SUSAN Perry, 73, was growing tired of her husband – and when a handsome younger man began chatting with her online, she thought her life was on the up.
However, the former-sales assistant from Blackfield, Hants, ended up loosing £40,000 in an elaborate scam led by her toyboy conman- and her husband has STILL vowed to stick by her.
Susan Perry was drawn in by the toyboy conman – and ended up giving the scammer £40,000[/caption]
Susan wed Gordon, 73, after a “blissfully happy” decade together.
But despite their initial bond, she admitted that after a year, the spark had disappeared.
She said: “I craved spontaneity and excitement but Gordon was happy caring for one of our poorly dogs and didn’t seem interested in going out.
“I suppose I felt neglected and was looking for attention.”
So when “Gideon,” an oil rig worker, befriended the 73-year-old on Facebook, she believed his promises of starting a glamorous new life in America with him.
SOLD A DREAM
After seeing the “very dashing” profile picture of the younger man on Facebook, she was “naturally intrigued” by the conman’s invitation to chat.
Claiming to have a 14-year-old son called Paul – the trickster began feeding Susan elaborate lies about his son’s car accidents, hospital bills and boarding school fees in Dubai.
Susan claims she was drawn in by the daily romantic messages and the man’s “soft and gentle” French accent.
She would be messaging him for hours on end and would call him and chat while her husband was out of the room.
“Gideon seemed genuinely interested in my life,” Susan told The Mirror.
“He asked about my hobbies and said he worked on an off-shore rig but missed his 14-year-old son Paul, at boarding school in Dubai, and felt lonely.
“I never hid the fact I was married, but I felt sorry for him.
“I didn’t tell my husband about our chats as I didn’t think I was doing anything wrong.”
However, the three-times married Susan was drawn in and sent her online lover money when he was facing a crisis – starting with a sum of £400 which soon amounted to £40,000.
The first elaborate lie fed to Susan was that Gideon’s son had been seriously hurt in a hit-and-run attack and needed money to fund his life-saving surgery.
Soon, she had used her life savings with the promise of repayment and even began pawning her rare gemstone jewellery when she hit her overdraft.
She said: “He promised to repay me out of the lump sum he’d get at the end of his stint on the oil rig.
“I had no reason to disbelieve him.
“At one point Gideon even told me he’d paid half his wages in and asked me to take care of it.
“I said no – I felt uncomfortable being responsible for someone else’s money but it was reassuring.”
The conman then claimed pirates had invaded his oil rig and that he needed Susan to send him £14,000 for a helicopter to get his men away from the brutal attackers.
Wound up in the scam – Susan sent him everything she had.
“I feel so stupid now but I believed every word.
I gave a stranger nearly £40,000…I got completely carried away with the fantasy of being swept off my feet
“When he said he needed £14,000 for a helicopter to get his men off the rig I sent every penny in my account, via several bank transfers.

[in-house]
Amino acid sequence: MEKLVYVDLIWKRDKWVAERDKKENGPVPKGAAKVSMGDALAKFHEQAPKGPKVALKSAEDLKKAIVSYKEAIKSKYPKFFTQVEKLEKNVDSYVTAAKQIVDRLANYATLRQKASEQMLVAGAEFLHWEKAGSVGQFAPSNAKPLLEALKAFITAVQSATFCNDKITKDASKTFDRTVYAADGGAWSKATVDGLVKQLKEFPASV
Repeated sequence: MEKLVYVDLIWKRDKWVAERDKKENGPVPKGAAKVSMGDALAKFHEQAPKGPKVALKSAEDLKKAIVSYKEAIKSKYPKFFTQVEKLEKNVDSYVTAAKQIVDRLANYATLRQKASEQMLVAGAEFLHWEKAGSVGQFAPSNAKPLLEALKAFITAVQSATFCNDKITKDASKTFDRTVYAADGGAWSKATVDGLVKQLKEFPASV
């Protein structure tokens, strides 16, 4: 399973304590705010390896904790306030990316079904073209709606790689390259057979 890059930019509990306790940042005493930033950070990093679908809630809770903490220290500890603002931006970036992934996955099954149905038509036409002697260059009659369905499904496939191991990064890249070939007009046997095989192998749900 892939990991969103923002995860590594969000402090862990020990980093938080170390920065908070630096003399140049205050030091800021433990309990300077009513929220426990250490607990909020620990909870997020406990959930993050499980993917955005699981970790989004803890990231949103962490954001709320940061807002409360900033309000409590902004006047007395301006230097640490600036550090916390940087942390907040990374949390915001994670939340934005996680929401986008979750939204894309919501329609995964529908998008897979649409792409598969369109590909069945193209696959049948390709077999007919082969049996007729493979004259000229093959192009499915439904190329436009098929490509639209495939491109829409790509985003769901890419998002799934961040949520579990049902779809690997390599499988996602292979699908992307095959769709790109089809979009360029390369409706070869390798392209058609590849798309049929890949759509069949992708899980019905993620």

“I was so relieved when he called to say they were all safe.”
After Susan maxed out her credit card to pay for Gideon’s son’s operation, she said: “I got a message saying Paul had recovered from surgery then another saying Gideon had been paid and would transfer the money to me next day.
“I was so relieved – I’d had sleepless nights, wondering how I’d afford the repayments.”
However, Susan’s dreams shattered when she received a phone call from Gideon’s son, saying his dad had died of a heart attack in his sleep – leaving her distraught and feeling like she’d “lost the love of her life.”
After explaining the ordeal to her husband and daughter Elizabeth, 49, Susan realised that she had been scammed and that her online relationship had just been fantasy.
She said: “They told me it was a con but I refused to believe it.
“I couldn’t accept his promises were lies.”
SUCH A FOOL
When police came to their home in Blackfield, Hants, Susan finally accepted it was all a scam.
“The officer said there was no trace of Gideon or Paul, that their photos were probably fake and I was one of hundreds who are targeted.
“I felt such a fool.
“I was in my seventies, too old to be taken in by a Romeo conman…but I’d been utterly hoodwinked.
“I gave a stranger nearly £40,000.
“I got completely carried away with the fantasy of being swept off my feet.
“Gideon promised me the world and I fell hook, line and sinker for his very convincing lies.
“We’ve been to hell and back but I know how lucky I am to have such a kind, generous and caring husband.
“I want to warn anyone reading this: Never fall for someone you meet on social media.
“Fake profiles and invented identities are easy to create. Please learn by my mistakes.”
Ex-civil servant Gordon said: “I’d suspected something was wrong.
“When Susan finally broke down everything fell into place.
“Of course, I felt an element of hurt but I loved Susan and wanted to help her.
“I felt guilty I hadn’t given her attention.
“I paid off £7,000 in credit card loans and £700 buying back jewellery. There is still around £15,000. It’ll take years but we’ll pay it off.
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“Some would have left, unable to cope with the lies but I meant every word of my vows.
“We’re rebuilding our marriage.
“It wasn’t how I thought retirement would turn out but I don’t blame my wife. These conmen know what they’re doing and target the vulnerable.”
Despite losing her life savings and falling for the conman on Facebook, Susan’s husband Gordon has still stuck by her side[/caption]
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